Wednesday, September 29, 2010

Penthorum... dissectum?

Have a look at the plant in the photograph below. It appears to be Penthorum sedoides with highly dissected leaves. I couldn't find any named forms of P. sedoides with dissected leaves, so it must just be an abnormal individual. For more information on P. sedoides, click here.

This photograph was taken in a mitigation wetland in Lake County, Indiana. Has anyone seen anything like this?

Tuesday, September 21, 2010

Quiz, Yo! Answer, Yo!

I recently posted the following plant quiz...

What is it?

I will even provide you with a hint on this one... it is not Thismia americana.

Good luck!

Thank you, Anonymous, for ending this excruciating quiz!

Anonymous answered correctly. This is, in fact, Kuhnia eupatorioides, now known as Brickellia eupatorioides.

Brickellia eupatorioides, commonly known as False Boneset, is a species found throughout much of the United States in prairies and open woodlands of varying soil types. The species has been divided into six varieties, but some botanists do not consider these varieties to be distinct.

Congratulations, Anonymous!

Saturday, September 18, 2010

Prophetstown Fen Spiranthes

Last Saturday I attended an INPAWS field trip to Prophetstown State Park near Lafayette, IN.

The focus of the field trip was to see the fen, which I had never been to. The park is fairly new and not too far away, so it is worth a visit. Most of the park is restored/planted prairie. The prairie is a little lacking in diversity, but the Big Bluestem was impressive. The fen was to the left of the Sycamore stand in the background. The field trip had a good turnout, despite the sprinkles. I was happy to see a fen.

I found this Spiranthes orchid while venturing out to identify a tree. (It turned out to be a Persimmon.) There were several around. I believe that this is Spiranthes cernua, since it has a larger lip, multi-ranked flowers, and nodding flowers.

I love close-up views of Spiranthes. This is the same flower as the photo above. The flower was on a stalk that was at least 18 inches.

This Spiranthes was in the same fen, but quite a ways from the first orchid. This was near the open marl run that had a lot of wonderful fen species like Grass-of-Parnassus and Purple False Foxglove blooming. I believe that this is Spiranthes ovalis, since it is on a slender stem with small flowers, a lip that is less than 5mm, it wasn't flowering in the spring, it didn't have a green center, and the flowers were arranged in three ranks.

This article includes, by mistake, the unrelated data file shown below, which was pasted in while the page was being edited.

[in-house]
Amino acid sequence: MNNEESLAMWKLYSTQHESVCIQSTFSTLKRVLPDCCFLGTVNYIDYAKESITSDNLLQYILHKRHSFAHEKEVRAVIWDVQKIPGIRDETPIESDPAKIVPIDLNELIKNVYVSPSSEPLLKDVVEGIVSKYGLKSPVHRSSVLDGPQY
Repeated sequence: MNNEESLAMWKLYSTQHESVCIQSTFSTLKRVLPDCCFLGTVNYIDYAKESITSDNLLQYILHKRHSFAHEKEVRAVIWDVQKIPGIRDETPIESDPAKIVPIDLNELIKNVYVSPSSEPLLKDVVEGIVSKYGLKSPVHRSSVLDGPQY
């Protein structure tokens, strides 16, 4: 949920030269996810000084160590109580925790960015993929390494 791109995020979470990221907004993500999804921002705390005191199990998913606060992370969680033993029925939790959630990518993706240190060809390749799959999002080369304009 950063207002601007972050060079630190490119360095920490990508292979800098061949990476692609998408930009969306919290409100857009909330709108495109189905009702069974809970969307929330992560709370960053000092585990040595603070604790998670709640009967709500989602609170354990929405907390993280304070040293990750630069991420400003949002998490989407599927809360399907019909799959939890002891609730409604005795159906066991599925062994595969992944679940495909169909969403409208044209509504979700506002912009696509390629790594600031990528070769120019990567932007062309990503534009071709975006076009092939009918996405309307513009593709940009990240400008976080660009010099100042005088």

Close-up of the S. ovalis. According to Orchids of Indiana by Homoya, this is primarily a southern Indiana species that occurs further north along the Wabash River. It is supposed to prefer partial shade, which was not the case here, but it was in calcareous soil.

Thursday, September 16, 2010

Aster novae-angliae, skippers and bees

Common in the Midwest, New England Aster is extremely attractive to insects, especially skippers and bees. The larger butterfly is probably a Silver-Spotted Skipper. If anyone could identify the others, that would be wonderful.

"The delicate tremble of a butterfly’s wings in my hand, the soft petals of violets curling in the cool folds of their leaves or lifting sweetly out of the meadow grass, the clear firm outline of face and limb, the smooth arch of a horse’s neck and the velvety tough of his nose – all these, and a thousand resultant combinations, which take shape in my mind, constitute my world." Helen Keller

Friday, September 3, 2010

Forkin' Aster

Until last week, the only place I had ever seen Aster furcatus (or Eurybia furcata, if you choose to split Aster) was in Warren County, Indiana. I can now add Porter County, Indiana to my list of sites for Forked Aster (or The Forkin' Aster, as I prefer to call it). Unlike many of our state-listed species in Indiana, Aster furcatus is truly a rare plant, known only from Wisconsin, Michigan, Iowa, Missouri, Illinois, and Indiana, and considered a species of conservation concern in all of these states. There are also apparently historic records of the species from Arkansas.

Aster furcatus is considered globally rare or uncommon (G3), and as of 1991, there were less than 50 known populations of this species in existence.

Why is The Forkin' Aster so rare? One explanation could be that it is thought to be self-incompatible. This may be changing, though... more recent research has shown that Aster furcatus is developing self-compatibility, supposedely in response to its existence in small populations.

Another reason why it is so rare may be loss of habitat, in part from succession. Aster furcatus is said to be somewhat shade intolerant. It is a calciphile that is often found on north-facing slopes, along streams, and in seepy areas. It is also found in areas with some disturbance, including along railroads and woodland edges.

As seen in the photograph above, Aster furcatus spreads rhizomatously and forms colonies. This lack of genetic diversity could be yet another reason for its rarity.